Eric: I think that requires us to redefine what failure means. Because the interim things that happen when you’re doing a learning loop, when you’re doing that experimentation, those aren’t failures. Doing the same thing over and over again, and getting the same mediocre result, that’s failure.
Morten: Exactly. We have the wrong definition of failure. There’s another thing in your book that really struck me, and it’s the concept of innovation accounting. Tell us more [about] that.
Eric: The purpose of accounting is not just about allocating money and where the money went. It’s an accountability system for figuring out which teams are doing a good job and which ones aren’t.
In most organizations, we just look at ROI. We see which teams have the best return on investment and give more money to them. But if you really believe that innovation is going to follow that hockey stick shaped pattern that we see with all famous startups, what’s the ROI of the project during the flat part of the hockey stick? It’s negative, by definition, because there’s almost no profit. There’s no revenue, there’s no growth. It takes a while for the compounding interest, the exponential effect to take flight.
So we have to develop a new discipline, a rigorous discipline that’s just as good as traditional accounting, but that can apply during that long flat part of the hockey stick when traditional metrics are all zero.
Morten: We were looking at a large printing company, and they were trying to get digital printing off the ground, as opposed to traditional printing. They were getting some traction in terms of developing the service, but their numbers were flat. Then the division president says, “If you don’t show me the numbers two quarters from now, I’m going to shut it down.” Sure enough, after two quarters, the numbers weren’t there, and he shut it down.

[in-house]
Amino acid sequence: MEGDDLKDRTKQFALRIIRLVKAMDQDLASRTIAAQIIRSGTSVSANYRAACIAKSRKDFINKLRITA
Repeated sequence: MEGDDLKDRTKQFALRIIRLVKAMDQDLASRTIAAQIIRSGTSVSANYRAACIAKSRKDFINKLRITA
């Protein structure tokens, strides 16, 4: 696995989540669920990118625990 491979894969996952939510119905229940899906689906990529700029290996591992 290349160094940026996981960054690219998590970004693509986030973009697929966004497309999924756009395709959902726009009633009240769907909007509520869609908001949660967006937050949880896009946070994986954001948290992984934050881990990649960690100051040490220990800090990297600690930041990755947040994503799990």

That was the end of the project. We need different kinds of metrics and accountability systems. Is there one or two metrics that you could propose that are milestones of progress instead of financial numbers?
Eric: I would say the key idea is to focus on the leading indicators of the financial impact that you want. So the trailing indicators like profitability, revenue, growth rates—that tells you how you did in the past. The leading indicators are things like conversion rates per customer, revenue per customer. In your printing example, we may not have a lot of revenue, but can we show that we’re learning how to get revenue per customer up period after period, even though the number of customers are small? That’s the flavor of innovation accounting.
Morten: So there are a number of these structural changes that need to happen. If you’re a manager running a fairly small business, where do you start?
Eric: You’ve got to treat what you’re doing today as an experiment. So if some of these ideas sound intriguing, don’t just blow up the whole organization and change everything. Try to think intelligently about “What’s an experiment I could run today to see if these ideas really make any sense,” and start that learning loop today. Try something, make an adjustment, try again. Over time, gradually allow the transformation to grow until it encompasses the whole organization.